Editorial for March 28, 2011: Blame and lame excuses

Some might argue the
Caymanian Compass has unfairly targeted the Ministry of Tourism for utterly
failing to keep adequate financial records during 2006-2008.

Sadly, there are many more
examples of these types of failures as auditors continue to go through the
tedious and probably futile process of trying to report financial statements
for the past several years. It is therefore true to say the issue extends far
beyond just one ministry or government department.

What rankles, however, are
the numerous responses we have received from individuals who are or were
involved in this process and who seek to put distance between themselves and
blame. Apparently, neither the current minister nor the previous minister, the
current civil servants or the previous civil servants, the current governor or
the previous governor, knew anything about anything that was going on with
regard to the financial records of government. 

And of course, no one is
stepping forward with the old mea culpa; instead they’re pointing the finger at
someone else or mumbling the standard reply that ‘it really doesn’t matter
whose fault it was, let’s just fix the problem’. 

Well, it does matter whose
fault it was/is, because until that is determined, there’s no way to create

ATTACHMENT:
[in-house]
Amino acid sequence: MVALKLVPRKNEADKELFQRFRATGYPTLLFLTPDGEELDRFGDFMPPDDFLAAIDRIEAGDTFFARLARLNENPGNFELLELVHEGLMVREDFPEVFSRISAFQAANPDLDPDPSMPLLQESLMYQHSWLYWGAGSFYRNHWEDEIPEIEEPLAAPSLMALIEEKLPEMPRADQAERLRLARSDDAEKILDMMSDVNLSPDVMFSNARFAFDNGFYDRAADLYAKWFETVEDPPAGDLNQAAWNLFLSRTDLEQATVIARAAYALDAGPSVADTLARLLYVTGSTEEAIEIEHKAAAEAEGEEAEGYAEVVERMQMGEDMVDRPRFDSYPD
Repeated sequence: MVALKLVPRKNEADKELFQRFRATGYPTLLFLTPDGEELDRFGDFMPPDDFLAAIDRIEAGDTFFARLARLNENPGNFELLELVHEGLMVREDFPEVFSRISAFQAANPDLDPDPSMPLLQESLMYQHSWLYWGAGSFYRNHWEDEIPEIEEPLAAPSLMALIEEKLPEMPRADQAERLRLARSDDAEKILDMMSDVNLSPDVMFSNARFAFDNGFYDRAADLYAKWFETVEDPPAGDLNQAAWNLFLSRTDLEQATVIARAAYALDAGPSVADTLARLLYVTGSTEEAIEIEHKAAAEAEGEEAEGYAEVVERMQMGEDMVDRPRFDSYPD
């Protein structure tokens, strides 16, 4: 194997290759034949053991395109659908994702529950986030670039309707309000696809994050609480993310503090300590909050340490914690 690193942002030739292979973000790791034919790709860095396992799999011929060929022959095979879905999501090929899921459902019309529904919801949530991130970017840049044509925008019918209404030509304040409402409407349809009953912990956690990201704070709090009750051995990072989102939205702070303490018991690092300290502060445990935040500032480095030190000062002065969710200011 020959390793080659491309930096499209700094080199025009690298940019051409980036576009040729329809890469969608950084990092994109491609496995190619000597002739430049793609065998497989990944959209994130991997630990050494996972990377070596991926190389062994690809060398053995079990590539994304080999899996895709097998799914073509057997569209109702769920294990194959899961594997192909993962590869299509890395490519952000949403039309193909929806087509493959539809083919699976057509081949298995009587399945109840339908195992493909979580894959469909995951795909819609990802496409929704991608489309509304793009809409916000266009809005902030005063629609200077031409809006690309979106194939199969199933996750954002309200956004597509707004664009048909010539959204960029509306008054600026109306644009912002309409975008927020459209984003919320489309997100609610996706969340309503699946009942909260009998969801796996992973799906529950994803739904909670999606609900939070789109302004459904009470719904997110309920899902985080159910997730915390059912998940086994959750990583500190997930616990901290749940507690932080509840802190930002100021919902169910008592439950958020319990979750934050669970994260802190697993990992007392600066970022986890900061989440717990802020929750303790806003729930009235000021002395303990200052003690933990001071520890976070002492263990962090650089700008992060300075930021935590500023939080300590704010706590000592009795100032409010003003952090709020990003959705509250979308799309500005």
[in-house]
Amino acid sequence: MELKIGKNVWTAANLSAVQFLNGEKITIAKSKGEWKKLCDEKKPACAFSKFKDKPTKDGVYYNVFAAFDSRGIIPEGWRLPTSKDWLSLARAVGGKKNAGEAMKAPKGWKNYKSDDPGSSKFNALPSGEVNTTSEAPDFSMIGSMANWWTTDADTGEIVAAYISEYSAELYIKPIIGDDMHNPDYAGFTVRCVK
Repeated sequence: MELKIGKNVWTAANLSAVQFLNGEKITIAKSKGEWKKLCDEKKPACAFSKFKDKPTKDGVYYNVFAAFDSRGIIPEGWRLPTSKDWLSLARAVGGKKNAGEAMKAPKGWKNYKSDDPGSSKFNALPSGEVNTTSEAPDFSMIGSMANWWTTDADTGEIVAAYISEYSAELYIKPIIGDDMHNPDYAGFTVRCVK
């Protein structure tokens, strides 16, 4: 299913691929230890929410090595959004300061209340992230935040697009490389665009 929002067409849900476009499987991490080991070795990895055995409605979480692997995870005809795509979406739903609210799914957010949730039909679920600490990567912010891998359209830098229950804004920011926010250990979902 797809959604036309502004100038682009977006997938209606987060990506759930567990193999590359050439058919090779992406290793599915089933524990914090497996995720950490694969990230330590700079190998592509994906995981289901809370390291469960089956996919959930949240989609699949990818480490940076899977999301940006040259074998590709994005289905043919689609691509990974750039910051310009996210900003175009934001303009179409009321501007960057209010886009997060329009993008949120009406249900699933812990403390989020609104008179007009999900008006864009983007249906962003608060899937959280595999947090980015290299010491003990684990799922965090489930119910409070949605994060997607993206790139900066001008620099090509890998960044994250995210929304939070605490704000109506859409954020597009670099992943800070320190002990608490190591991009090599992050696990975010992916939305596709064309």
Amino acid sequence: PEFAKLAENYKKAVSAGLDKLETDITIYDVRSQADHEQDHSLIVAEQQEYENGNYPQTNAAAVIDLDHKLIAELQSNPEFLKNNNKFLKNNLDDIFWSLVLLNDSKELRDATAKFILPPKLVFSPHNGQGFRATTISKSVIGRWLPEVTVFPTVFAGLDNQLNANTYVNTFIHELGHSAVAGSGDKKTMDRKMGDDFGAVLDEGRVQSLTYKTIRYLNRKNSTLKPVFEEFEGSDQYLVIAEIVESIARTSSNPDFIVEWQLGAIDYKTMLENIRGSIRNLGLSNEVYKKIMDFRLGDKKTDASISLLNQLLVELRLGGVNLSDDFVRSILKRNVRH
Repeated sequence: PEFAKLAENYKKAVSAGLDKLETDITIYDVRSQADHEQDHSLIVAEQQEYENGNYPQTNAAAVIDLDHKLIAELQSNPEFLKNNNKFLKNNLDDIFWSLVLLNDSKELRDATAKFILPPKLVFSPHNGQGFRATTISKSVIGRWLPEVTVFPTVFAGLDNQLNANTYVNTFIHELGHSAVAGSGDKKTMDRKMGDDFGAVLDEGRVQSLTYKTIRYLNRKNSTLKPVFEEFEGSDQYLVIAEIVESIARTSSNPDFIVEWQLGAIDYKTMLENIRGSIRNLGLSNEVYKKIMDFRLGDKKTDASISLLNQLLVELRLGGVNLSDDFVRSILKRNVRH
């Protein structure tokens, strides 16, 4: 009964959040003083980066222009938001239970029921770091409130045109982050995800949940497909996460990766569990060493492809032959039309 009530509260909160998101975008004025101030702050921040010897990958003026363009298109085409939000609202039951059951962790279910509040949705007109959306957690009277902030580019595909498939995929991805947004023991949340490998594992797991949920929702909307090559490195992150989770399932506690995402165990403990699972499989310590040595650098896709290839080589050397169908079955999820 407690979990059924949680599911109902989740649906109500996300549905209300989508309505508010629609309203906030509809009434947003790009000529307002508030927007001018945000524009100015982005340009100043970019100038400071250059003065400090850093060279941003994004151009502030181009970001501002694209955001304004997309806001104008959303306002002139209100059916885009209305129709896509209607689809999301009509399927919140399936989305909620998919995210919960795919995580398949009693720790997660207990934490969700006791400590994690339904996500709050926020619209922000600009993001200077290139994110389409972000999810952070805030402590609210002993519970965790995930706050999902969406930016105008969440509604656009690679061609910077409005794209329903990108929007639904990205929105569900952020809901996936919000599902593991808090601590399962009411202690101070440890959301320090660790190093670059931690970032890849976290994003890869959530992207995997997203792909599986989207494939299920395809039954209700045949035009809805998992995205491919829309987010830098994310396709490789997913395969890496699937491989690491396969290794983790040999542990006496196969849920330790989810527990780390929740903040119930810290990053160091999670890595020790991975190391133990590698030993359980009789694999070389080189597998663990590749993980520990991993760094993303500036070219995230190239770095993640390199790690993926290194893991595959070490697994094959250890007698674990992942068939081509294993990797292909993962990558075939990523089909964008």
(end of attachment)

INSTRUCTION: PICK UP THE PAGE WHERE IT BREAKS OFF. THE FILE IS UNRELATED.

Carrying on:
safeguards preventing the problem from recurring. In addition, until someone in
a leadership position is held responsible for financial reporting matters, the
problems noted in the former Ministry of Tourism audit will undoubtedly
continue.

Governor Duncan Taylor and
Premier McKeeva Bush previously announced a review of Cayman’s current public
management system and have essentially stated that Cayman needs to implement a
simpler way of public accounting. A consultant from the UK has been brought in
to help with the task.

That sounds dandy, but it
overlooks a major problem government has stated in its own budget documents: a
lack of accounting skills.

If the people keeping the books
don’t know what they’re doing, and leadership responsible for reporting results
doesn’t exist, public accountability will fail no matter what system you use to
obtain it.

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